Creating Meaningful Connections

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By Gabriel Gonsalves

Personal mastery, leadership development, and spiritual growth with the heart in mind. 

Connection

“I’ve been feeling disconnected from you lately,” I told a friend recently. “That’s strange,” she replied, “I feel very connected. You’ve been on my mind a lot lately.” This simple interaction got me thinking about how we all experience this thing called connection differently. What does connection really mean? What does it feel like? How many types are there? This week, let’s explore the answers to these questions and discover what you can do to create more meaningful connections with others.


This Thing Called Connection

We live in a coherent and interconnected universe. Connection is, in its simplest form, the glue that binds us – that feeling of being part of something larger and connected to its parts. We can feel connected to people, animals, ideas, places, and even objects. It’s often said that connection forms the foundation of any relationship – the basis upon which all else is built. Without connection, there is no relationship.

Connection is incredibly powerful because it helps us build trust and strengthen our relationships with one another. It allows us to create bonds that transcend time and space. In our interpersonal relationships, to be truly connected to others is to share something far deeper than mere acquaintanceship or friendship; it’s to feel a true sense of belonging with others.

Four Levels of Connection

There are four primary levels of connection we can experience with others: physical, mental, emotional, and spiritual. To my friend, feeling connected meant holding me in her thoughts – the mental type of connection. And there’s nothing wrong with that. This is one way of experiencing connection.

But your heart seeks a deeper level of connection; the same one Brené Brown refers to in “The Gifts of Imperfection.” In her book, she defines connection as “the energy that exists between people when they feel seen, heard, and valued; when they can give and receive without judgment; and when they derive sustenance and strength from the relationship.”

The type of connection she describes includes and transcends the level of our minds to encompass the physical, emotional, and spiritual aspects of our being. This, I believe, is the only place where genuine, meaningful heart-to-heart connections can be made, grown, and developed.

As Heart Leaders, our job is to create and experience more of these types of connections on a day-to-day basis. The way to do this is by giving top priority to those relationships we value most and showing up fully for ourselves and the other person at all four levels.

To be present physically means you’re there, physically, for others; they can count on your physical presence, your heartbeat, your gentle touch, and your warm embrace. “I am here for you,” you tell others.

To be present mentally is to hold others in your mind, thoughts, awareness, and at the center of what you know is that mental universe in which you and the other exist together. “You’re in my thoughts,” you tell them.

To be present emotionally means you allow yourself to be real and vulnerable with others, holding a safe and loving space for them to be themselves without trying to change them, heal them, or fix them. “You’re in my heart,” you tell them.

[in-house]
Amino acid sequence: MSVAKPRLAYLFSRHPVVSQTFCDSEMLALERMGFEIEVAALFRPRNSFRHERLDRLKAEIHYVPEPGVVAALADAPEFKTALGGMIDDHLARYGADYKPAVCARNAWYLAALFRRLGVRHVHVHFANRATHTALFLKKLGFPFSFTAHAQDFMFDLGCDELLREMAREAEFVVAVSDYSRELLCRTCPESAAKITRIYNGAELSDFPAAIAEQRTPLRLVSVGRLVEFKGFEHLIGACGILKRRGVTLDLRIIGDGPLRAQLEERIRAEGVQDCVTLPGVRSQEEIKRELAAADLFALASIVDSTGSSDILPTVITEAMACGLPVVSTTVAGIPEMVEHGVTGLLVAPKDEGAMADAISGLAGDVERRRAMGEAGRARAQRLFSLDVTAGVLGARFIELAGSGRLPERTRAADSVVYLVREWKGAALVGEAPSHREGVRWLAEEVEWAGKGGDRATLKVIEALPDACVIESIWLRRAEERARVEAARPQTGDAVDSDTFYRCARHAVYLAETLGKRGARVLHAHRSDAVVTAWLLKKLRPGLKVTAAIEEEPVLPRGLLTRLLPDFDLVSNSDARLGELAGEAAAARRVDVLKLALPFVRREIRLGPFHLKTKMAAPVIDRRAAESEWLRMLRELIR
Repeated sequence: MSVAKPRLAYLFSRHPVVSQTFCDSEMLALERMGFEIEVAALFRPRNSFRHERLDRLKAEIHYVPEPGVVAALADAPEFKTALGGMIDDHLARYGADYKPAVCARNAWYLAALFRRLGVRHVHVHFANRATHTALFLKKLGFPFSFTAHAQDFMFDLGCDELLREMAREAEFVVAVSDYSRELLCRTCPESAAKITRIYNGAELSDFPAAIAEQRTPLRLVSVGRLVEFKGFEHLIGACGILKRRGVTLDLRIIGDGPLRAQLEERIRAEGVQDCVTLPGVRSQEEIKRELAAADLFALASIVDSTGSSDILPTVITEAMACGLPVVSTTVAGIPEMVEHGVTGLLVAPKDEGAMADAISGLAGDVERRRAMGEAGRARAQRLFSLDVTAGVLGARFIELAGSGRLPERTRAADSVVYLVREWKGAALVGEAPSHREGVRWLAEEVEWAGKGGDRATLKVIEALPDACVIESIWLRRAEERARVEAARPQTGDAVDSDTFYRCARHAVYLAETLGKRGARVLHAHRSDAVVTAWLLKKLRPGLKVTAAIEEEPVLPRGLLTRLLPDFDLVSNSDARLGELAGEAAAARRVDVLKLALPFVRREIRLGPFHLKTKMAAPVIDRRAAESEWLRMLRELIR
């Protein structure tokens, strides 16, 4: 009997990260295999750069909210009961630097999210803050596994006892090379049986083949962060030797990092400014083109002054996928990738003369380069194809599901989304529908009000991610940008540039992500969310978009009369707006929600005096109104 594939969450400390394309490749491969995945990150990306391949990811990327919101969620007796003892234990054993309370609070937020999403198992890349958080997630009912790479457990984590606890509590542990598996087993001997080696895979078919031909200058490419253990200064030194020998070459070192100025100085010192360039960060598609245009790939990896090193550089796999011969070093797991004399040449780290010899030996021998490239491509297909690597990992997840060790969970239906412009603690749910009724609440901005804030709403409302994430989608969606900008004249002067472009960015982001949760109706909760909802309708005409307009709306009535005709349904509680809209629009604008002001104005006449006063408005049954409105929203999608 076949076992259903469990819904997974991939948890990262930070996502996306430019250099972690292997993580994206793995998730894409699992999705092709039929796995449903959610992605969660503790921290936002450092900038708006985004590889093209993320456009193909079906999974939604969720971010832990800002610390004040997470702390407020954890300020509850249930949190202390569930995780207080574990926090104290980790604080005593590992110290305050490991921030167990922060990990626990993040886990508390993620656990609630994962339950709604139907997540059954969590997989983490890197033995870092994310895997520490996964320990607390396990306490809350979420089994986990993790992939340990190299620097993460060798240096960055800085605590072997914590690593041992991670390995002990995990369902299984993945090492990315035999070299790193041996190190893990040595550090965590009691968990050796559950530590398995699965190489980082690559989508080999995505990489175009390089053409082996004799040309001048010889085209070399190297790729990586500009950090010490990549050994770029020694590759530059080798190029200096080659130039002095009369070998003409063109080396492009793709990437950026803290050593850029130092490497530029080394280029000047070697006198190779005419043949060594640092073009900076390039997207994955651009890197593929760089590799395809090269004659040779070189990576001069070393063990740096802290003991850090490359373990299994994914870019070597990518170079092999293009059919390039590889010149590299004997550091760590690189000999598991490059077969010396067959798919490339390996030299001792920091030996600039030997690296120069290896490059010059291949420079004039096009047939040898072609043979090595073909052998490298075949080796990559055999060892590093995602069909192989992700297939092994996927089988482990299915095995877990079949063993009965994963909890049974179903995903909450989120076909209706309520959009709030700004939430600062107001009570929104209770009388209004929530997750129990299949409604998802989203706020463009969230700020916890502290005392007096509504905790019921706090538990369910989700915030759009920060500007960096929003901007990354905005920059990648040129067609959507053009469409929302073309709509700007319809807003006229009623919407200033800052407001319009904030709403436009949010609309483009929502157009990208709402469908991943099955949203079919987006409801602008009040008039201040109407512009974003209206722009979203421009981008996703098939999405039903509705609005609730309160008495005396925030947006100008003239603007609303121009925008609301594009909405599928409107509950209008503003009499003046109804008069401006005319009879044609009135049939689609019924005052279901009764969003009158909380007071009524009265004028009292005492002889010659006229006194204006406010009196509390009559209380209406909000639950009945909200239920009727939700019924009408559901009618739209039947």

To be present spiritually is to be the witness of others’ existence. You hold a higher possibility for them and honor the greater reason you came into each other’s life. “There’s a purpose for which God brought you and me together,” you tell them.

How to Create Meaningful Connections with Others

If you’re committed to creating more meaningful connections with others, here are several things you can do:

  • Start with openness and respect, allowing yourself to be authentically you in every encounter.
  • Show interest in the other person’s experiences, beliefs, values, and dreams.
  • Ask meaningful questions that go beyond surface-level conversation topics.
  • Connect on a deeper level by offering insights and stories from your own life journey that are relevant to the conversation.
  • Commit to really listening and hearing what the other person has to say without judgment or expectation of any particular outcome.
  • Create moments of shared understanding by expressing your personal perspective and being willing to be vulnerable with them.
  • Demonstrate that you care about their well-being by taking an active role in the conversation and providing support when needed.
  • Respect their boundaries and take care not to overstep any limits they set for themselves or the relationship.
  • Make space for authentic connection, growth, and transformation by being open to all that may come from even the most difficult conversations.
  • Last but not least, always be generous with your appreciation for their presence and willingness to be open with you.

By nurturing a strong bond, not only will you deepen your connection, but also cultivate a safe and secure space that encourages meaningful conversations to flourish. Genuine and heartfelt conversations are the foundation upon which meaningful relationships are built.

Final Thoughts

Looking back on the conversation with my friend, I wanted to tell her all this, but I didn’t. I wanted her to know I needed to feel seen, heard, and valued. Not from a place of neediness, but from the basic human need to feel more connected to each other, not just mentally or electronically via Social Media, but also physically, emotionally, and spiritually.

I needed to feel more of this thing called connection.

From my heart to yours,

Connection